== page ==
2nd article for school leavers

2.   Making decisions related to your future


Should I go to varsity or should I work for a year or two? 

In order to help you make this decision let me ask you how you feel right now. Can you cope with another three to five years of study? Do you feel like a rest? Do you want to carry on with your studying and get it behind you? Do you think a rest from the books might be a good idea? How do you really feel? 

The majority of young people leaving school, whose parents can afford the costs involved, normally decide to go straight to varsity. This is historic and appears to be the “done thing”. Whether it is right or wrong is a matter of personal opinion. It is a choice you must make and one that needs careful consideration. 

Too many young people leave school and go straight into university only to find that they have made the wrong choice. They end up very unhappy, they do not cope with varsity life, they choose the wrong faculty, they fail their first year, or they just waste their time and normally someone else’s money. 

This then has a very traumatic effect on the person involved. They immediately feel that they have failed. In many instances others see them and treat them as failures.

How often have you heard it said that so and so “dropped out” of varsity? He or she could not cope or could not make the grade. 

With hindsight, there is nothing necessarily wrong. The reason for pulling out or giving up is what should have been important. For the applicant to have been afforded the opportunity of admitting that a mistake was made, that he or she pulled out of varsity in order to re-assess the situation, would have put a whole new light on the issue. This takes maturity; levelheaded thinking and the ability to admit a mistake had been made. 


Taking some time out!

The advantage of taking a sabbatical or some time away from studies is that you can try out or investigate further a career that you feel might be of interest to you.

You can also just work on a part-time basis just to earn money and support yourself while you consider and weigh up your options. 

Should you decide on this approach try to avoid “job hopping”. Take a position and stick with it. Learn all you can and gain from the experience. Be honest with your employer as to why you want to work and do not try to create the impression that you intend making this occupation your chosen career. Approach companies that offer, or that might be convinced at a later stage to offer, a loan or bursary to you. If you have worked with a company for a year or two and shown what you are capable of then they may not want to lose you and might therefore be prepared to assist financially.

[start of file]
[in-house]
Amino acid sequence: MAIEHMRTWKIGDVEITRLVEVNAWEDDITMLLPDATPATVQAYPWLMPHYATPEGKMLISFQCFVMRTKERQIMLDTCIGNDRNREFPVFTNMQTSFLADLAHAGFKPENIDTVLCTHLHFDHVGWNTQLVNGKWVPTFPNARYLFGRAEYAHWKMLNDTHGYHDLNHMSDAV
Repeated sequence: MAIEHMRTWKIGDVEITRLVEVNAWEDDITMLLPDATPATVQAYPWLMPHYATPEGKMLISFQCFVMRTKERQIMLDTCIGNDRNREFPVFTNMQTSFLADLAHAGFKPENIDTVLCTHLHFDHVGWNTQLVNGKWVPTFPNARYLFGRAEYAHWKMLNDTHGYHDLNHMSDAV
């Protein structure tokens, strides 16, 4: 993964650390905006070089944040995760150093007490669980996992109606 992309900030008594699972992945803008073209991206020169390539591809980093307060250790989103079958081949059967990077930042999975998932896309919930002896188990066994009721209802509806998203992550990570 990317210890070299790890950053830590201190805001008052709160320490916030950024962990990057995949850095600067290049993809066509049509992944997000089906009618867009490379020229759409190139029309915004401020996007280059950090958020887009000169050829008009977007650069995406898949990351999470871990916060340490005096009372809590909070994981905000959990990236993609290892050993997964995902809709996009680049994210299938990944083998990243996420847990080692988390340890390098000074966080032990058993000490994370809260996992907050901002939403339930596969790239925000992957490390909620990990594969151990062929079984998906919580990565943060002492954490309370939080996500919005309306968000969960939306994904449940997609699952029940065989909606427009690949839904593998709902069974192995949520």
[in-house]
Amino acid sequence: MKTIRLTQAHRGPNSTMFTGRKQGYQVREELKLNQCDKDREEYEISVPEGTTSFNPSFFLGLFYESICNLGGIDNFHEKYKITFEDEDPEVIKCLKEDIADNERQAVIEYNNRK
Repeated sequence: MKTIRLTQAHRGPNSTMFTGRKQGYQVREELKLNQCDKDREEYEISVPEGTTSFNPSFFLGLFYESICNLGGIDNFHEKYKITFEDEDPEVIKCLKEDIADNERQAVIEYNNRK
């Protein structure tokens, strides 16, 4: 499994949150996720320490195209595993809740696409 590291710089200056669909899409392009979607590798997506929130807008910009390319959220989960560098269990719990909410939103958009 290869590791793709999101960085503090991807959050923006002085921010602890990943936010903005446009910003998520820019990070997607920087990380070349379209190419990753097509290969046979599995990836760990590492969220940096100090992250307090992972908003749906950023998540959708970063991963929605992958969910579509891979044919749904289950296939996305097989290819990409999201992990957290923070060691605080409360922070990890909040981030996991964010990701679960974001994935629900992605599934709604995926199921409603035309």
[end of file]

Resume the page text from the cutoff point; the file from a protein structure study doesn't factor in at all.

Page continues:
Do not wait for the opportunity to come to you, get out there and create the opportunity for yourself. This requires commitment and determination on your part. Are you prepared for this? 

By taking this approach, you might find that you could kill two birds with one stone. You might find a happy medium. In some instances where companies offer financial assistance and bursaries the individual is allowed to work and study part-time. This then would have major advantages, as you are no longer required to study or work full-time. 

You need to make decisions regarding both the career and the direction in which the requirements of the position push you in terms of your chosen field of study. Again this is not an easy decision to make and requires careful consideration and discussion.  

An option some people make, but which of late has become expensive, is to travel and work at the same time. This is an option available to only a few people. It requires financial support, guts and maturity. It can be exciting and challenging but it also has its drawbacks. Being away from family and friends in a foreign country is not easy. It can be lonely and can be full of danger, worry and uncertainty. There are no guarantees that you will find work and in many countries, you will not be allowed to work. The temptation is then to work as an illegal and this in itself can be dangerous. 

A post-matric year is an alternative you might want to consider. This again can be expensive and is not available to all. This can be a fun year where new challenges are created and opportunities are given to try something different. You can make new friends, enjoy all sorts of new experiences and at the same time complete some preliminary studies in a new field of interest. It can be a tough year but at the same time a very rewarding and enlightening year. This can be a year for development and finding yourself and your direction in life. 

Life is full of change and you are now facing one of the many you will have to make.

You have important decisions to make, do not try to make them alone. 

Talk to your parents and teachers about your life and your future. Seek help and assistance from responsible people. Seek guidance from councilors and other qualified people. Weigh up your options and consider your choices. Most of all you should be adult in your approach and bear in mind, the decisions you make will have an influence on the rest of your life.


© Des Squire

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About Des Squire

I specialise in Employment Equity and Skills Development issues. Qualified facilitator, assessor, moderator, verifier and SDF. Available for any related assignments and or freelance work. If ou have a need let's meet to discuss. Quotes for training on request.

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